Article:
The Science of Colour 3
Chris - It's time now for the third part in our series on science and colour, and this week Naked Scientist Anna Lacey has been looking at how colour plays a crucial role in medicine and in the pharmaceutical industry.
Anna - I'm lucky not to get headaches that often, that is, unless I've had a beer or three too many But for the people I asked here at Addenbrooke's hospital, there seems to be a universal cause for headaches. Stress! But regardless of whether the cause is stress or alcohol, what is it that's going on at the microscopic level when we have a headache or feel pain? Here's Dr Michael Randall from the University of Nottingham's Medical School.
Michael - We have pain receptors in the body, which can be stimulated by a chemical family called prostaglandins. And one action they have is that they sensitise those pain receptors and make them more sensitive to pain. So the body is aware of pain and inflammation.
Anna - So in order to get rid of pain, we need to get rid of these prostaglandins. But how can we do that? Well you might not have realised it, but every time you take a drug like paracetamol or aspirin, you're actually stopping the production of prostaglandins. Aspirin, for instance, locks onto the molecule that makes prostaglandin in the first place - and if you stop prostaglandin production, then you stop the pain. But what's this got to do with the science of colour? Well last time I talked about how coal tar gave rise to the colour mauve, which was the very first synthetic dye. Now it turns out that chemicals derived from coal tar were also used in the development of aspirin and paracetamol - so bizarrely both our high streets shops AND medicine cabinets have benefited from the same black goo. Now that all happened in the 19th and early 20th century, but colour's still vital in cutting edge treatments even today - and one of these is called photodynamic therapy. So what's that all about? Here's Professor Stan Brown, the director of the Centre for Photobiology and Photodynamic Therapy at the University of Leeds.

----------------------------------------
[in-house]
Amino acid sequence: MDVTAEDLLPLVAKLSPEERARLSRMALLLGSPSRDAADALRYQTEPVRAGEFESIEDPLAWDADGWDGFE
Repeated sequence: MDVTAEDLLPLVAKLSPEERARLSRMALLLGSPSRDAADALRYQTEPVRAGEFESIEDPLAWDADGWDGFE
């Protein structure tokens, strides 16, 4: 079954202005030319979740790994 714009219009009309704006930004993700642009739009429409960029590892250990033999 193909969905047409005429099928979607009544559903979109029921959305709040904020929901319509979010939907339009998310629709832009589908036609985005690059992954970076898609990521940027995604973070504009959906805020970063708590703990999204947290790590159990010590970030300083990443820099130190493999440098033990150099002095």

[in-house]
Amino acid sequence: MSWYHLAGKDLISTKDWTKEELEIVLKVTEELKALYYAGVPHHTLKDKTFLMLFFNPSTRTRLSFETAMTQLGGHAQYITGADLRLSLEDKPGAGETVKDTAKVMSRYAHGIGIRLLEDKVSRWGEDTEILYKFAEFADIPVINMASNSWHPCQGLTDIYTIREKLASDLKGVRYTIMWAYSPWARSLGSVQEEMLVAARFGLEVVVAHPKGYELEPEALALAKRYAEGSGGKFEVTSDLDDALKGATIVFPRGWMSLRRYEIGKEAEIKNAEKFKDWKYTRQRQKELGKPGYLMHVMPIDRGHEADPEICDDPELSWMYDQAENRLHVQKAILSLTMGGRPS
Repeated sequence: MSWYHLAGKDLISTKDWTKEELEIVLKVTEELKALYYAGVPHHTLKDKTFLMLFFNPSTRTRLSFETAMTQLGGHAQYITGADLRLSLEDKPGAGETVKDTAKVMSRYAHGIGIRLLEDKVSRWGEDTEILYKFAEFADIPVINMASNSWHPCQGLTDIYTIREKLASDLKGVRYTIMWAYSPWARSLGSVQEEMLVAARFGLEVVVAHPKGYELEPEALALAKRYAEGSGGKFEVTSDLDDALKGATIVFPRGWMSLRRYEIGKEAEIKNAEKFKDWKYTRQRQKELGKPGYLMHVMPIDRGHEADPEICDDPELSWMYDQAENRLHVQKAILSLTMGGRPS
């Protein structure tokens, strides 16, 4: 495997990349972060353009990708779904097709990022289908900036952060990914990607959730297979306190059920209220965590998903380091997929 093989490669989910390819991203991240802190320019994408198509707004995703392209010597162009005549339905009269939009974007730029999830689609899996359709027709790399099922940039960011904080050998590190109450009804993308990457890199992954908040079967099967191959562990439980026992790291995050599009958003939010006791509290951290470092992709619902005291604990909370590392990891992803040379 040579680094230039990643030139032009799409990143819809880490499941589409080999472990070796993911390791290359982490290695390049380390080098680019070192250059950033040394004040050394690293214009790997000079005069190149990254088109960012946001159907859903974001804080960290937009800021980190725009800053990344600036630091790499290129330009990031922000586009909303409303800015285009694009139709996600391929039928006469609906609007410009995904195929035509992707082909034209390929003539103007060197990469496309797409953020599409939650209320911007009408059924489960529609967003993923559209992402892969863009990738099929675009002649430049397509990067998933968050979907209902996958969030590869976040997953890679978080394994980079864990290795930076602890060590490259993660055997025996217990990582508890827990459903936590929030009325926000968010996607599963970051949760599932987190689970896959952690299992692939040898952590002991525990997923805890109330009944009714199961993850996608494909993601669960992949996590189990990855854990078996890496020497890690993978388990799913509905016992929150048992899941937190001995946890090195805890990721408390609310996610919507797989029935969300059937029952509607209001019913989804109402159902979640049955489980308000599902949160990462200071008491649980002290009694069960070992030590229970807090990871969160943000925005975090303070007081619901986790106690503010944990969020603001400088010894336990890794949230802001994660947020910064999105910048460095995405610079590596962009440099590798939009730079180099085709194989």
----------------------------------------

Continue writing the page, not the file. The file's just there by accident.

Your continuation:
Stan - Photodynamic therapy is a newly developing approach for the treatment of a variety of diseases including cancer and infectious diseases, which uses a coloured drug that in itself is harmless, but is activated when you shine light on it. When the drug is in the target, which could be a tumour or a bacterial cell for example, we shine the light on to the target. The drug, or the photosensitiser as we sometimes call it, then absorbs the light and takes in the energy from that light. That energy is then passed on to ordinary molecular oxygen, which is everywhere, including inside the body. The trick is that this energy then converts the oxygen into a very activated form, which destroys the cells immediately around it, but no further than that.
Anna - So what colour are these photosensitising dyes?
Stan - Ideally we try to have blue dyes. They're usually a beautiful colour of blue, so it's quite an interesting area to work in for clinicians as well as scientists. They're blue because they absorb red light, and the reason we use red light is that it penetrates into the tissue much more deeply than other colours of light. An example of that that I always point out is that if you point a torch through your hand, it comes out red. That's not the colour of blood as we always used to think, but it's because all of the colours except red are absorbed while red penetrates and comes out the other side. So that shows why we use red light, and therefore why we use blue drugs.
Anna - Photodynamic therapy, or PDT, is proving to be very successful in the treatment of macular degeneration and in the future, is likely to be developed further for cancers and killing off superbugs like MRSA. If you want to hear more about photodynamic therapy, then you can go to our website - www.thenakedscientists.com, to hear the full-length interview. Well if that dose of colour science wasn't enough, you can join me next week when I'll be looking at why wearing red will win you running races and how colour affects our mood.